This won’t end well, Tuvok. #hssgame #Voyager #latergram A photo posted by Meg (@simpsonsparadox) on

Think that’s called shipping. #HighSchoolStory #hssgame #startrek #trek #fanfic #otp

A photo posted by Meg (@simpsonsparadox) on

It lines up pretty well, in case you were thinking of trying it.



continuity screenshot“Easy to learn, hard to master” is usually considered the gold standard for a casual game. The more time new players must spend, learning how systems and items work, the less casual and accessible the game is. (I love a good World of Warcraft or Icewind Dale, too, playing a game for years and still discovering new abilities for new character classes, and still finding tweaks to my customized hotkeys.) But accessible doesn’t have to mean match-three.

Continuity simply uses arrow keys to solve puzzles, in two modes. The first mode is a slider puzzle, with gentle meditative background music. In this mode, the puzzle is to build a path for your little hero to get the red key and get into the red door.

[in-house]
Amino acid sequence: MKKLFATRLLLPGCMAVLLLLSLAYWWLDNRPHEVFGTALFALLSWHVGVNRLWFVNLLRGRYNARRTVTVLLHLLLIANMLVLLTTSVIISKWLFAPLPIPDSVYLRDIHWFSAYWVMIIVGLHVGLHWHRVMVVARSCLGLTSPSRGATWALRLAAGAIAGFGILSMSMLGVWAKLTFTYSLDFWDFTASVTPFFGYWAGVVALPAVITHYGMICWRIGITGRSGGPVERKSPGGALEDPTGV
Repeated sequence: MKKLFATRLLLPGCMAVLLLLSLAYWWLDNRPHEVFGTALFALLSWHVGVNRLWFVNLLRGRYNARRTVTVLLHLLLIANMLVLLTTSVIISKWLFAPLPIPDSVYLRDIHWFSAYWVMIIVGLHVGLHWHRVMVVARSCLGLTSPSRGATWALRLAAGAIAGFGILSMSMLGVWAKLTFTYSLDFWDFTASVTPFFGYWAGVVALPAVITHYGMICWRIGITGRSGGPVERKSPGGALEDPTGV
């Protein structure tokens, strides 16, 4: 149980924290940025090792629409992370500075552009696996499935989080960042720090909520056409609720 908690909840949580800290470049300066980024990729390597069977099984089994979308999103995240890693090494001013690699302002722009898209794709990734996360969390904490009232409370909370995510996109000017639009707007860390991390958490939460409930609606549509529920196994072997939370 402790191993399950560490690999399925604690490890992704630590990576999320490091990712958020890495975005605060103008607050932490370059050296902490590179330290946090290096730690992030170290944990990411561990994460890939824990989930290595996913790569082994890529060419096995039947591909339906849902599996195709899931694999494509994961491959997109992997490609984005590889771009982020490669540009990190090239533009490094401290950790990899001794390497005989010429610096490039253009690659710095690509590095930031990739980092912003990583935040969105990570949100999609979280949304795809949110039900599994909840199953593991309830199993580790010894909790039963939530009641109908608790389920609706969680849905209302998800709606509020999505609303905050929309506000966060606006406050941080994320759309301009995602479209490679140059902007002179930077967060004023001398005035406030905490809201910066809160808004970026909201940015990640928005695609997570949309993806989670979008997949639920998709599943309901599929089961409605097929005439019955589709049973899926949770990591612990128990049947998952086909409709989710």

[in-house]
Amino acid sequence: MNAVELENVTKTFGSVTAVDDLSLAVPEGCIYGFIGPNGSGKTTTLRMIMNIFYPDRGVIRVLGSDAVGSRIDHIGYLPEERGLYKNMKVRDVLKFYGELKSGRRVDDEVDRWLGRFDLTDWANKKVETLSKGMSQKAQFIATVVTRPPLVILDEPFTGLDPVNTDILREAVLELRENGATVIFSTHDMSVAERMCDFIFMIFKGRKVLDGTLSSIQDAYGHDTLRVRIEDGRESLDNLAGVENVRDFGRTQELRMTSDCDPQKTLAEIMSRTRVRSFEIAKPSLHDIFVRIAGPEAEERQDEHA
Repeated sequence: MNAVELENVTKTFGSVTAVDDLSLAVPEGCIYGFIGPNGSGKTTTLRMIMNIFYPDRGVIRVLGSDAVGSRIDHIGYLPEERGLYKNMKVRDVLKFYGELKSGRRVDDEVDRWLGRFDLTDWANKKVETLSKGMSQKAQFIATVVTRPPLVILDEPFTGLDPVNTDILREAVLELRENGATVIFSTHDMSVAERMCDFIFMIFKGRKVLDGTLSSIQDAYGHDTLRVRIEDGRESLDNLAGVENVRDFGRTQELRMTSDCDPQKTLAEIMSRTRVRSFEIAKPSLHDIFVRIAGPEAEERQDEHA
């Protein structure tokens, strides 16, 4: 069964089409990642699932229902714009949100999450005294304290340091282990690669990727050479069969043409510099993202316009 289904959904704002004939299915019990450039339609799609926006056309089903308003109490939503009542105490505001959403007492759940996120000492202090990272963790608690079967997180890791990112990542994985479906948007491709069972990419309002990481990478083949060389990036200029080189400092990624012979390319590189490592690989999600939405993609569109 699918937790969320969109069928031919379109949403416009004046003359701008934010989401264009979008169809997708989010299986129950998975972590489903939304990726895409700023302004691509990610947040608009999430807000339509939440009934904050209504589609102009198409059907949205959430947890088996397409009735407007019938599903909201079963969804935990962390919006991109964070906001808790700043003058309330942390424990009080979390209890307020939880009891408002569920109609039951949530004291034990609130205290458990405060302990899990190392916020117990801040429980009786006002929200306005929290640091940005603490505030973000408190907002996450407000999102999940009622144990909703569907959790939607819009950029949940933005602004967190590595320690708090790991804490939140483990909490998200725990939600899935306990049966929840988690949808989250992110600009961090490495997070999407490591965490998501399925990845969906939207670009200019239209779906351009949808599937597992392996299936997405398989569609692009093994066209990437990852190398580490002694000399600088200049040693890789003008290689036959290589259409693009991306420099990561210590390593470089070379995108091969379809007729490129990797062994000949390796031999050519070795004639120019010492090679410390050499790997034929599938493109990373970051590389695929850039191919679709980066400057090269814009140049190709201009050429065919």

Hit spacebar to enter the second mode, a platform adventure exploring the path you just made. Again, players will use arrow keys to navigate, trying to get the key and then reach the door.The faster, more energetic music matches the jumping and running challenge.

continuity 3

There’s a surprising amount of variation in the 30+ levels. Later levels add extra keys, and speed-pausing puzzles, but the real growing challenge, and the real fun, comes from the interplay of the two gameplay modes. Players are building a platform game through a slider puzzle, then playtesting it, switching back to change the layout, playing again, switching back and forth to reach a goal.

Working in games, it’s hard not to play a game and think that it’s just like a popular other title with 1 vector of innovation, the common “like X but with Y” formula. In this case, I played each new level and legitimately wondered how the developers came up with it. So fun. It actually was really easy to learn the game rules, and then quite challenging to defeat the later levels.